Chapter 7: The Evolving Medium is the Message: McLuhan, Medium Theory, and Cognitive Neuroscience
Although Marshall McLuhan had departed the cultural landscape more than a decade before the widespread diffusion of the Internet and the invention of the World Wide Web, there is little doubt about his importance in helping us to make sense of the changes introduced by new information and communication technologies. As perhaps the first theorist of new media, McLuhan speculated about the effects of “electric” media such as radio and television on a world whose configuration and preoccupations he viewed as largely the consequence of print on paper. After nearly disappearing from disciplinary discussion by the end of the 80’s, his ideas were revived in the 90s, becoming even more influential in helping us understand the nature and consequences of “electronic” or computer-mediated information and communication technologies.
McLuhan believed that the particular content or message conveyed by a medium was far less important a media experience than the accumulated impact on generations of media consumers of consistently absorbing messages conveyed by a particular medium form. His general claim, supported by the work of Ong, Havelock, and others, is that the medium through which messages are transmitted shapes and structures one’s cognitive experience of the world. More specifically, the persistent effects of consuming alphabet fixed on paper, made possible by the printing press, have created a kind of thinking and social order that emphasized the development of linearity, deductive logic, and argumentation more generally as the sine qua non of rigorous thinking, tendencies toward individualistic identities, and even the growth of nationalism. McLuhan believed these tendencies were destined for radical and wide-reaching change given the alternative experience of using television and radio and, by extension, electronic computer-mediated media (in which television and radio could be embedded). Thus, McLuhan was not only a theorist of the particular new medium of television, he was also a theorist of new media more generally as they contribute to and shape the ongoing cognitive and cultural development of human beings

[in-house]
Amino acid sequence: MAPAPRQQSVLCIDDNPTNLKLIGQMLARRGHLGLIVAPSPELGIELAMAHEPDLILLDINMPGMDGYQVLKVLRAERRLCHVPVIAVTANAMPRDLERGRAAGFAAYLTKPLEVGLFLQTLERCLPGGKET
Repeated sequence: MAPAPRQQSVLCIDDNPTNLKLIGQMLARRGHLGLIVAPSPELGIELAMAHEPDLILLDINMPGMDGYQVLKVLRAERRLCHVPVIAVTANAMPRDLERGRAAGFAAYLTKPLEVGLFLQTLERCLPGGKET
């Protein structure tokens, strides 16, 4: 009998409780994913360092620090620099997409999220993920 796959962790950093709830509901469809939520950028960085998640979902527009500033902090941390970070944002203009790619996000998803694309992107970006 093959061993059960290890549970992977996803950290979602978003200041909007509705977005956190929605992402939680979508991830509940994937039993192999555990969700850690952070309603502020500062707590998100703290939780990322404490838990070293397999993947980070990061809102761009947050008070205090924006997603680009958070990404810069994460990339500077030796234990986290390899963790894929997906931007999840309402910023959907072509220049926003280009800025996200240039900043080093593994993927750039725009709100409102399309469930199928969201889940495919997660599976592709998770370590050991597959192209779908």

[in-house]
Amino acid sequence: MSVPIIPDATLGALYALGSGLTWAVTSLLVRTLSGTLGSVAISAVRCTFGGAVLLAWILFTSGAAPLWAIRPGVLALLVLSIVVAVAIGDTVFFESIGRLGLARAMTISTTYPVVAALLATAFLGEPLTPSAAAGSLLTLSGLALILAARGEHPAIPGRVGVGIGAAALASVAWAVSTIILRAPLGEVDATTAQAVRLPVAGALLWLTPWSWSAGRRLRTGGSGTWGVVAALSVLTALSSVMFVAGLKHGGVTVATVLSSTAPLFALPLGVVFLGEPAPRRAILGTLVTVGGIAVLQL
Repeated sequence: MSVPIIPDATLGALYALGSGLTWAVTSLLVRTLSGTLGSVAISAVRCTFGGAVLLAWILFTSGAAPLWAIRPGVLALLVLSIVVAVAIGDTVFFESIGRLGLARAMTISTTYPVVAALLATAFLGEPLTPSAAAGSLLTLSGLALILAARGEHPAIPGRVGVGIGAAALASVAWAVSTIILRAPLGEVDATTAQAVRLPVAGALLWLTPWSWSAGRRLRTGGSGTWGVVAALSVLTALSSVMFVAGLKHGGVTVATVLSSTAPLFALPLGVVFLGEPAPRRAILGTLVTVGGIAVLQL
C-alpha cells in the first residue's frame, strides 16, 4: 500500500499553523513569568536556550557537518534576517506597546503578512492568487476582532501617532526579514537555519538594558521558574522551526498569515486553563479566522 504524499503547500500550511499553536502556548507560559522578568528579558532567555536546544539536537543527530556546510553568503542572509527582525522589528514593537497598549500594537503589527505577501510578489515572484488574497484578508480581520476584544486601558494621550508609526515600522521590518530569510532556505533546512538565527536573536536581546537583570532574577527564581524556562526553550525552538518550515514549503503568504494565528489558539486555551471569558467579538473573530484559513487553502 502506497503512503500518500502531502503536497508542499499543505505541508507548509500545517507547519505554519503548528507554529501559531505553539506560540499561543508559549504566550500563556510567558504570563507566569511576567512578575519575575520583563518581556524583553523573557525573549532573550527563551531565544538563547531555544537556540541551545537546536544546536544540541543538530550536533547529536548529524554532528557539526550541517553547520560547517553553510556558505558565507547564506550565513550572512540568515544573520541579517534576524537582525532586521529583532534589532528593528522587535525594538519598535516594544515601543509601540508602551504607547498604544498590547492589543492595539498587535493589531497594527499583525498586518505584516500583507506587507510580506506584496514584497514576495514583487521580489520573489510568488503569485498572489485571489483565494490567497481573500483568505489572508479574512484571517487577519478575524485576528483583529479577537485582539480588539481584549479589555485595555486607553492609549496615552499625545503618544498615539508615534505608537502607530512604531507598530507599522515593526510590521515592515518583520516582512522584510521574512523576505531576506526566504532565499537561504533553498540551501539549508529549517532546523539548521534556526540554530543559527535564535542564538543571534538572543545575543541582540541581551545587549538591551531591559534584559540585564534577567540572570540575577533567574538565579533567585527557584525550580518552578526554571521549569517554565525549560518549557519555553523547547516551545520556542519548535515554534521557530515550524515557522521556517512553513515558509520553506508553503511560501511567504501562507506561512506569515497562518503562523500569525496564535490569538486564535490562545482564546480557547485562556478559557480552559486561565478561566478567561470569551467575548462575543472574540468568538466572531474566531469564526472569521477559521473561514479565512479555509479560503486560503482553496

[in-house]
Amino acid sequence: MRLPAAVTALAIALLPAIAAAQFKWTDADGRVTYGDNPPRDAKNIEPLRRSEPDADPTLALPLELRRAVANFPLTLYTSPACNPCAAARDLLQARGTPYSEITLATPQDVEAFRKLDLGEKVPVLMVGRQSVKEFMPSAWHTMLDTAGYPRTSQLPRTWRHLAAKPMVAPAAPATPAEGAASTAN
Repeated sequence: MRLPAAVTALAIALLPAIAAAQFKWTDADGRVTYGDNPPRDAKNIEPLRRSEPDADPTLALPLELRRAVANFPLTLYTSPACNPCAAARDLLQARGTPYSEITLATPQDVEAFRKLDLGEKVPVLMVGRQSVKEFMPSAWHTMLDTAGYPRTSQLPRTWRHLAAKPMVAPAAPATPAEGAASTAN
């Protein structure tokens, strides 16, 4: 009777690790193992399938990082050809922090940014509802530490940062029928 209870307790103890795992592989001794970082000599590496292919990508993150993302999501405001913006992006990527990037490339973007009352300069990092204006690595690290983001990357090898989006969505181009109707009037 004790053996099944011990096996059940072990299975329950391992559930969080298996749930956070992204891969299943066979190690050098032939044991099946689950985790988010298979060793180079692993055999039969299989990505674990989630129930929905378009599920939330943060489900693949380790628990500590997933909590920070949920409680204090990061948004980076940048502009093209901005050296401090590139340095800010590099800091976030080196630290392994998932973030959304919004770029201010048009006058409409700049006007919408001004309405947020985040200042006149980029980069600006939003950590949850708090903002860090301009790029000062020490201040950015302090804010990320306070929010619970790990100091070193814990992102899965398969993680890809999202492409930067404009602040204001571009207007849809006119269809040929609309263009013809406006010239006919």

McLuhan’s ideas about the interaction between media ecology and cognition, learning, and social organization were born partially of his own familiarity with the physiological processes of the brain (McLuhan,1978). Indeed, he found the hemispheric division of labor in the brain assumed at the time to be evidence for his claims about how media interactions shape cognition. Three decades later, it is evident that the brain is significantly more complex than he imagined, but it is also evident that McLuhan’s ideas about the fundamental importance of media might now be explored in more of their complexity. Essentially, the effects of media on culture take place through the interactions of media with the human brain. If McLuhan is correct, interactions with media produce characteristic cognitive forms and these cognitive forms come to be mirrored in the organization and institutions of culture. McLuhan and others have argued this case for the effects of print and literacy on linear thinking and institutions in western culture, in contrast to the preceding oral culture. It now behooves us to inquire about the ways that thought and social organization may change as we transition from a historical and cultural dependence on print to a media ecology that is electronic.
In this chapter I trace the history of McLuhan’s thinking (as well as those who have extended his work) about media and cognitive development from its initial contrast in the transition from oral to print culture to its more contemporary contrast in the anticipated transition from print to electronic culture. My goal is to synthesize from this body of thought a set of expectations and testable claims about the effects of specific new communication media on the cognitive development of digital natives and the kind of cultural evolutions we might expect to follow from such changes.